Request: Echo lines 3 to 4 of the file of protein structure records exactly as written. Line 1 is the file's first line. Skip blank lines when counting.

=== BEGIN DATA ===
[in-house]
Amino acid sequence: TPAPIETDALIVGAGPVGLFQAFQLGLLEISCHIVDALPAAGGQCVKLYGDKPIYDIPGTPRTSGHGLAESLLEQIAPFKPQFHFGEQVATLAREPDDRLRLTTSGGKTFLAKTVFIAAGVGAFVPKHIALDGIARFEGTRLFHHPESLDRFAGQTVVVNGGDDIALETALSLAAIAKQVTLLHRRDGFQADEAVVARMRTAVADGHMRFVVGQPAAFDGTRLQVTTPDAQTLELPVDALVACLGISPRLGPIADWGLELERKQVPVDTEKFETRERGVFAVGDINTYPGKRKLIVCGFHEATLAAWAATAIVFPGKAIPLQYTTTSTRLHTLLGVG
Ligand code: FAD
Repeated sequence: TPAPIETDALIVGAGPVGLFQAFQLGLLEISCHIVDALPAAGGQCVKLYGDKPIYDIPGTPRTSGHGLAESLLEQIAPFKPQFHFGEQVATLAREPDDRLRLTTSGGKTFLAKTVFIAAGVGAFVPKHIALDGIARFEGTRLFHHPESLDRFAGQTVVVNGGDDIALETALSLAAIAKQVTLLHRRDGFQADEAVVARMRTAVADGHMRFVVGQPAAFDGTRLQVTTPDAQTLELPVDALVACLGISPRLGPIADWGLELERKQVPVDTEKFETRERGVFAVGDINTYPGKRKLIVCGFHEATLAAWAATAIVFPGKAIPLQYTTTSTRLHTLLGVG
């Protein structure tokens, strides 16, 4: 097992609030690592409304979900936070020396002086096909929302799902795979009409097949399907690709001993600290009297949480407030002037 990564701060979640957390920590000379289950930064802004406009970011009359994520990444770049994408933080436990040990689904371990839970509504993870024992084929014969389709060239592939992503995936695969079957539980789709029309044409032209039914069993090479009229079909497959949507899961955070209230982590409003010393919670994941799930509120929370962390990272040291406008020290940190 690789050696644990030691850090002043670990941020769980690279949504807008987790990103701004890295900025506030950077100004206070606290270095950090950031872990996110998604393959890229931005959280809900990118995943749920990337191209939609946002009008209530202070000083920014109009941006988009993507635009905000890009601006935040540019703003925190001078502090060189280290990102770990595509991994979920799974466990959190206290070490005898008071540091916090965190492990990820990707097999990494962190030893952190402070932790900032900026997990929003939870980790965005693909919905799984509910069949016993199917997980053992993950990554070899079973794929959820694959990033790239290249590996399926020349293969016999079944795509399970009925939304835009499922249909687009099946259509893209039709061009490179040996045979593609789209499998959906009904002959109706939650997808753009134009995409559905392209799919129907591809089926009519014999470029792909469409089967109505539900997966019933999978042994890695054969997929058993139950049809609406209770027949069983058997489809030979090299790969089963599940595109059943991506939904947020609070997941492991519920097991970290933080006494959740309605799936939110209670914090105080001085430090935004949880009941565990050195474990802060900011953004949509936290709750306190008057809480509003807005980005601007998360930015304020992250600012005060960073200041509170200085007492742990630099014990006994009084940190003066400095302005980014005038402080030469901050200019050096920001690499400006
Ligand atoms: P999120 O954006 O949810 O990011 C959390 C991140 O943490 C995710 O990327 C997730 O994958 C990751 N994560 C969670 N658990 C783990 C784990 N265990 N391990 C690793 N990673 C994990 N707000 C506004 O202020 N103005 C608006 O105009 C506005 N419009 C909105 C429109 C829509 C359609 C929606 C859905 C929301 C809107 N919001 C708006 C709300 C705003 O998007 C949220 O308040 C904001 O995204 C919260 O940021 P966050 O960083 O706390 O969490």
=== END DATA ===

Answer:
Ligand code: FAD
Repeated sequence: TPAPIETDALIVGAGPVGLFQAFQLGLLEISCHIVDALPAAGGQCVKLYGDKPIYDIPGTPRTSGHGLAESLLEQIAPFKPQFHFGEQVATLAREPDDRLRLTTSGGKTFLAKTVFIAAGVGAFVPKHIALDGIARFEGTRLFHHPESLDRFAGQTVVVNGGDDIALETALSLAAIAKQVTLLHRRDGFQADEAVVARMRTAVADGHMRFVVGQPAAFDGTRLQVTTPDAQTLELPVDALVACLGISPRLGPIADWGLELERKQVPVDTEKFETRERGVFAVGDINTYPGKRKLIVCGFHEATLAAWAATAIVFPGKAIPLQYTTTSTRLHTLLGVG